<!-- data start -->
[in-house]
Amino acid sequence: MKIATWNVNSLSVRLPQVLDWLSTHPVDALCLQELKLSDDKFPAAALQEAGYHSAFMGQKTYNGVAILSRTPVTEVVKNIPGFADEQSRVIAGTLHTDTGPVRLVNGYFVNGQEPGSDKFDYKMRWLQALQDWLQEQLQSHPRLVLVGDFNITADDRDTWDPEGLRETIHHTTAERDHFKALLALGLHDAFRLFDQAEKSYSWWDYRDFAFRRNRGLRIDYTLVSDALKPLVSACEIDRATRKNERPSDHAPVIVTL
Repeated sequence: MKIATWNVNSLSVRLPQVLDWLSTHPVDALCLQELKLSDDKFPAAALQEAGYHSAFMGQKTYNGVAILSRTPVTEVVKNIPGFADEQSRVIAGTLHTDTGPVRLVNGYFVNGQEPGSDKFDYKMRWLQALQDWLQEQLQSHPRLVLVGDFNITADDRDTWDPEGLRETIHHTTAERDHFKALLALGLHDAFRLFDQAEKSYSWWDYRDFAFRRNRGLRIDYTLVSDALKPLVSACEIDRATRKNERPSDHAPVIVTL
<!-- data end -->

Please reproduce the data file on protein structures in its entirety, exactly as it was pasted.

[in-house]
Amino acid sequence: MKIATWNVNSLSVRLPQVLDWLSTHPVDALCLQELKLSDDKFPAAALQEAGYHSAFMGQKTYNGVAILSRTPVTEVVKNIPGFADEQSRVIAGTLHTDTGPVRLVNGYFVNGQEPGSDKFDYKMRWLQALQDWLQEQLQSHPRLVLVGDFNITADDRDTWDPEGLRETIHHTTAERDHFKALLALGLHDAFRLFDQAEKSYSWWDYRDFAFRRNRGLRIDYTLVSDALKPLVSACEIDRATRKNERPSDHAPVIVTL
Repeated sequence: MKIATWNVNSLSVRLPQVLDWLSTHPVDALCLQELKLSDDKFPAAALQEAGYHSAFMGQKTYNGVAILSRTPVTEVVKNIPGFADEQSRVIAGTLHTDTGPVRLVNGYFVNGQEPGSDKFDYKMRWLQALQDWLQEQLQSHPRLVLVGDFNITADDRDTWDPEGLRETIHHTTAERDHFKALLALGLHDAFRLFDQAEKSYSWWDYRDFAFRRNRGLRIDYTLVSDALKPLVSACEIDRATRKNERPSDHAPVIVTL